“The war on the car”, “The war on public transit”, and now, care of the BBC, “The war on the bike”. This polarizing discourse about transportation in Toronto, launched by Mayor Ford, and sustained by a chorus of local and international media outlets, completely misses the mark. A more sensible conversation is one that acknowledges the multi-modal reality of passenger transport in our city and in cities across the globe. It’s much easier to play one mode against another than to do the tough work of figuring out how to make them work together.

In a busy city such as ours, irrespective of how you travel, the bad news stories are plenty. Congestion is getting worse, cars are crashing into each other, pedestrians, and cyclists. My personal story of cycling in the city includes the stories of friends and students being struck by cars; my partner was “doored” on College Street while pregnant and thrown over her handle bars into the street car tracks; and I was recently side-swiped while en route to a BBC interview to discuss cycling in Toronto (no injury occurred). This personal narrative influences how I think about the perceived and actual risk of cycling in the city.

In the BBC article, my comments regarding a retrospective analysis of reported injuries and fatalities were used as a counterpoint to the reporter’s suggestion that, “Toronto’s streets have turned into some kind of a roller derby”. Here we have, again, a complex process reduced to a simple binary description, i.e., it’s really bad out there/no it’s not. In the days since the BBC interview, I have spent a few hours observing the activity at one of our busiest intersections (in terms of bicycle traffic), College and Bathurst (also the site of the interview). During that time, I observed a young girl, escorted by an adult, trying to cross the street on her bike. She fell off her bike, lost a shoe in the streetcar tracks, and had to be picked up and carried the rest of the way; we are a long way from 8-80 indeed.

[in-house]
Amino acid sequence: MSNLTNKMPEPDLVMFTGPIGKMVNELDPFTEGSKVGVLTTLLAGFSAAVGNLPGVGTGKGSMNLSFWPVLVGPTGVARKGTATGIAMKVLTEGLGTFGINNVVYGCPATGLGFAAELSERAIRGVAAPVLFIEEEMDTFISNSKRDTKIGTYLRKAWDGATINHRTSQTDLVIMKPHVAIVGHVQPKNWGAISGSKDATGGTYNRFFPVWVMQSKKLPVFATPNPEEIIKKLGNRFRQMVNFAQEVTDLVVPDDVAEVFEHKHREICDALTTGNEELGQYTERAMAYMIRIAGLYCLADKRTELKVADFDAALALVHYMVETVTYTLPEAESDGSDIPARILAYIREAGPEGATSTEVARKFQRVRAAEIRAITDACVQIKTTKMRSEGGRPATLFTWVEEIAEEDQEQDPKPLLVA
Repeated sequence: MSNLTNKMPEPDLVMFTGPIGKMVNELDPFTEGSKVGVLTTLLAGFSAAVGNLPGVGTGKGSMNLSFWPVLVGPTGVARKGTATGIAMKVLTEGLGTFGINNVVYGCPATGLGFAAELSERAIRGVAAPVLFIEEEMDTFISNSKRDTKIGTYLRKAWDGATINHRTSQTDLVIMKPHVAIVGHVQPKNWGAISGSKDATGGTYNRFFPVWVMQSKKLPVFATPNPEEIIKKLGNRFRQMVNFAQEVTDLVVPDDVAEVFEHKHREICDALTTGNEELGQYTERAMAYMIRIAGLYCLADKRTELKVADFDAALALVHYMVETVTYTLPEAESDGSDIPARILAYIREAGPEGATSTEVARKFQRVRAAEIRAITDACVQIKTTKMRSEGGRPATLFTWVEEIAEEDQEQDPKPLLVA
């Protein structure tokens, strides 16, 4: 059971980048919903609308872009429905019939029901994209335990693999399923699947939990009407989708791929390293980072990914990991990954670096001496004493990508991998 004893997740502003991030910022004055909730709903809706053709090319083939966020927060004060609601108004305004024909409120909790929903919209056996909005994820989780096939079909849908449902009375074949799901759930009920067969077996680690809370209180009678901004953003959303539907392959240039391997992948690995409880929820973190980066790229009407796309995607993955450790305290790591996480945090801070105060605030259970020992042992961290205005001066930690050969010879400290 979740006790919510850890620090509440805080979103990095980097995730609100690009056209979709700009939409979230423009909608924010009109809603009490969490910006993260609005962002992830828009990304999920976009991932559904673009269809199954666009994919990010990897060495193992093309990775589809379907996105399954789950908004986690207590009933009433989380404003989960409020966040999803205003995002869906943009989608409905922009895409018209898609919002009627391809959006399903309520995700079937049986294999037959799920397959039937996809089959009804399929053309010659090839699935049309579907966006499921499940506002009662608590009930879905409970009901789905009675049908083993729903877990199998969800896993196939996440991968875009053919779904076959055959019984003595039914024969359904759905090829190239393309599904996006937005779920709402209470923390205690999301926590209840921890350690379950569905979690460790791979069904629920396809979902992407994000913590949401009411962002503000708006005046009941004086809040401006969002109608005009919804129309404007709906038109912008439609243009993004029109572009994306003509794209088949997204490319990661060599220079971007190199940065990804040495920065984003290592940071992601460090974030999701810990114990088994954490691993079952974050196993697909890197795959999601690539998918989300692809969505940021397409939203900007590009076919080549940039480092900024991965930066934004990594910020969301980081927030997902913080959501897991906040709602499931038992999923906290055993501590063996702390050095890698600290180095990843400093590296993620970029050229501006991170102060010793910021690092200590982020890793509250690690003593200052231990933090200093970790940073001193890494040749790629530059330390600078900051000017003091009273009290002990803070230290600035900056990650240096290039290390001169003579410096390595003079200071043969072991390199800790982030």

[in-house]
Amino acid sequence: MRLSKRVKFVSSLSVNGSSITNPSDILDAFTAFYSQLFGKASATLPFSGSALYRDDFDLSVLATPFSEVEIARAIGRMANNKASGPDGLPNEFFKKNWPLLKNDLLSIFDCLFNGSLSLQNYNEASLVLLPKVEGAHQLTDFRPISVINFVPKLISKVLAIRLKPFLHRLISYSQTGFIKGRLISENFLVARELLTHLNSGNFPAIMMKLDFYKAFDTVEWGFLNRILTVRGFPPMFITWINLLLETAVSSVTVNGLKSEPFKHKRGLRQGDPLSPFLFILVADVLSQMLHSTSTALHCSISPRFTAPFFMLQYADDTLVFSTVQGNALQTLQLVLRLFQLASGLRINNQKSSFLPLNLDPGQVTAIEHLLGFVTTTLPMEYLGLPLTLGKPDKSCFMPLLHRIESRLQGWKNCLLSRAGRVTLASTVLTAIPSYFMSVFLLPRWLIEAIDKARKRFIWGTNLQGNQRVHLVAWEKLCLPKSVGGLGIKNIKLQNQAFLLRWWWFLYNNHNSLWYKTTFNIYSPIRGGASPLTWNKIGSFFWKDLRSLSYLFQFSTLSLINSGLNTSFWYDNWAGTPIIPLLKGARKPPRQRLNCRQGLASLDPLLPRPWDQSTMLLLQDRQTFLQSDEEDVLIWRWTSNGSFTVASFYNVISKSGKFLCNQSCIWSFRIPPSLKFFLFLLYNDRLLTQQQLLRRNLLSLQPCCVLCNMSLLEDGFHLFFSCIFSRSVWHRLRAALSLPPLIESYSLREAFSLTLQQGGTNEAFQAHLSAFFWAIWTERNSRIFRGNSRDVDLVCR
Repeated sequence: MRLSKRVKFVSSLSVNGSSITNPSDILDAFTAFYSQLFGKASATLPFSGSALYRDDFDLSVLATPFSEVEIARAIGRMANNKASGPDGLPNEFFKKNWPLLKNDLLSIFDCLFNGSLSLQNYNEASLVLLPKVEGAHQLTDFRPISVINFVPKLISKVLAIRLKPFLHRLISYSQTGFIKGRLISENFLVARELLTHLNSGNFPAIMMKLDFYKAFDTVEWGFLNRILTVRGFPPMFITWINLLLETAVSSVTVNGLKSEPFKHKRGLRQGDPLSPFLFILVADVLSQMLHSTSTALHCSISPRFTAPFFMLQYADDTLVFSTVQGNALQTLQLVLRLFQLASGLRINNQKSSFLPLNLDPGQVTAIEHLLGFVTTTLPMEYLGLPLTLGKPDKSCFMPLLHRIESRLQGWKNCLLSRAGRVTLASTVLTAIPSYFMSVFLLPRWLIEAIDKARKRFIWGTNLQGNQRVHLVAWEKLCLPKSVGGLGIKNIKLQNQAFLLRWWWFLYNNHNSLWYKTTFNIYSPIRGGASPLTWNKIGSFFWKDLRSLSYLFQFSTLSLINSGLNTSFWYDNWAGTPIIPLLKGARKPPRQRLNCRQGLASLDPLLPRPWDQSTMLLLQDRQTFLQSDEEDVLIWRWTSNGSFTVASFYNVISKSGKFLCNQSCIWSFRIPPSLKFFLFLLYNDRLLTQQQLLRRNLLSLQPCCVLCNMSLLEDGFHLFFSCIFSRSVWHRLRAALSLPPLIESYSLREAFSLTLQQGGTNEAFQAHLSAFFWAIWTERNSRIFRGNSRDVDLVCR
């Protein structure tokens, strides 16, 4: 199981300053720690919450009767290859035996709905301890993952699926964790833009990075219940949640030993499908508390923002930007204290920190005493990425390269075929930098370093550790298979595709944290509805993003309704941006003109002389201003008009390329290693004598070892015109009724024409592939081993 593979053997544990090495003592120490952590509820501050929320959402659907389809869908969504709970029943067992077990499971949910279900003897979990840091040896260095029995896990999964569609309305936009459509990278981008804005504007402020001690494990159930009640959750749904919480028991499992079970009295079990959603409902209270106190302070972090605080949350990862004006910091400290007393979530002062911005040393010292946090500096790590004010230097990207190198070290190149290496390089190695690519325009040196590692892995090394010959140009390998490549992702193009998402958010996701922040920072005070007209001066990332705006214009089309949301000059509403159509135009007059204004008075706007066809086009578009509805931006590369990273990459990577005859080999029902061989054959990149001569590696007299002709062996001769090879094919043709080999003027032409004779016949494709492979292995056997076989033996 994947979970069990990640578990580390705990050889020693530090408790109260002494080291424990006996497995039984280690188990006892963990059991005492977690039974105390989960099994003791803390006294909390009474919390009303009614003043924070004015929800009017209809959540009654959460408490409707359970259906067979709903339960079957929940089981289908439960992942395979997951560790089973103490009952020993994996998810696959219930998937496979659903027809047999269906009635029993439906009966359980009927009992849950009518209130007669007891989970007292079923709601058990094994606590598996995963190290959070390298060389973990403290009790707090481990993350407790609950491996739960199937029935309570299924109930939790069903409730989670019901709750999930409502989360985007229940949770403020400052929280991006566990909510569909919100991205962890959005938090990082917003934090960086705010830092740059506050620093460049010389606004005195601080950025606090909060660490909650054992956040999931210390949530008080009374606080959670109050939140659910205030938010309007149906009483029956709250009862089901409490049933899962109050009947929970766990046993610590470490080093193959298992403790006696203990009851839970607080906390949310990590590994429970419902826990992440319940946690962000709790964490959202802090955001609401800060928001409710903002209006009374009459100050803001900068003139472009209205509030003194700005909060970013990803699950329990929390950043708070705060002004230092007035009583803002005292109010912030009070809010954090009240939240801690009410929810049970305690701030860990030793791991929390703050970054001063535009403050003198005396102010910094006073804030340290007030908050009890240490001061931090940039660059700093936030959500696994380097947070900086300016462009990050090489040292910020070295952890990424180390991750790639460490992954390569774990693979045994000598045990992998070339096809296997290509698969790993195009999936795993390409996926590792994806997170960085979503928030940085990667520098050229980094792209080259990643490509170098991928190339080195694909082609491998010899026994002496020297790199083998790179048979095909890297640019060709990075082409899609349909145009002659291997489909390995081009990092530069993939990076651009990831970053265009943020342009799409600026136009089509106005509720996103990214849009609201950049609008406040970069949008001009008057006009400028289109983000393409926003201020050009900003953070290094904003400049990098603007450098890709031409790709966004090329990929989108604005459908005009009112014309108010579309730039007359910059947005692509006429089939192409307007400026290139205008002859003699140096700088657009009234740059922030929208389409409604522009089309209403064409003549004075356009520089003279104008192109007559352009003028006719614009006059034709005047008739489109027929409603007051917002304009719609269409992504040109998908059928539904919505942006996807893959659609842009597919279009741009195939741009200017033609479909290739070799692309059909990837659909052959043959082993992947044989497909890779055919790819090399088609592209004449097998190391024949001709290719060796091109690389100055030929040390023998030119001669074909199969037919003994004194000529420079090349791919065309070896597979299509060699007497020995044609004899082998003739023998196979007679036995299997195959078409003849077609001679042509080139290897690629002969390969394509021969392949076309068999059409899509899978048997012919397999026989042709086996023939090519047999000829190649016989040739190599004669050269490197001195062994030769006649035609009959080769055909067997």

When I add my personal observations from around the city, to my cycling experience (about 11 years here), I can tell you that my perception of risk has increased over time. I can’t recall the last time I rode my bike in mixed traffic without incident, usually a near miss here or there. One could conclude that as I’ve aged I’ve also become more risk averse. Most of my experience bicycle commuting has occurred during the peak periods (rush hours) in the a.m. and p.m., at a time of day when the streets are awash with every kind of vehicle imaginable. The data tell us that most car-bike collisions are occurring at those times, particularly during the afternoon rush (City of Toronto, 2003). It may indeed be a bit of a “roller derby” during the peak hours. In other words, in my view, the roller derby exists, but not everywhere – and not all the time.

So, what of the good news? Data from the 2001 and 2006 census suggest that bike commuting to work is on the rise. While the city-wide bike to work mode share rests at 1.7%, we have neighbourhoods where the mode share is as high as 17%. Reported injuries and fatalities were lower in 2006 (during the peak) than in 2001. More recent data suggests little change in injury or fatality between 2006 and 2011 (City of Toronto, 2011). In other words, if we assume that the number of cycle commuters continues to increase, while frequency of injury remains relatively stable, then one could conclude that something is going right. One problem with this type of analysis is that the near misses, and unreported collisions are excluded. My near misses and unreported collision not only affect my perception of risk, they also fit into the broader story about the objective risk of injury associated with cycling in the city.

I would like to think that things are getting better, but I’m not completely sure yet. We are talking about preventable injury and death. It is not a good thing that, on average, close to 1000 cyclists are injured annually. Afterall each event carries with it several direct and indirect, and at times, enormous social and economic costs. These costs trickle across scales, from the individual to the employer and to the broader community.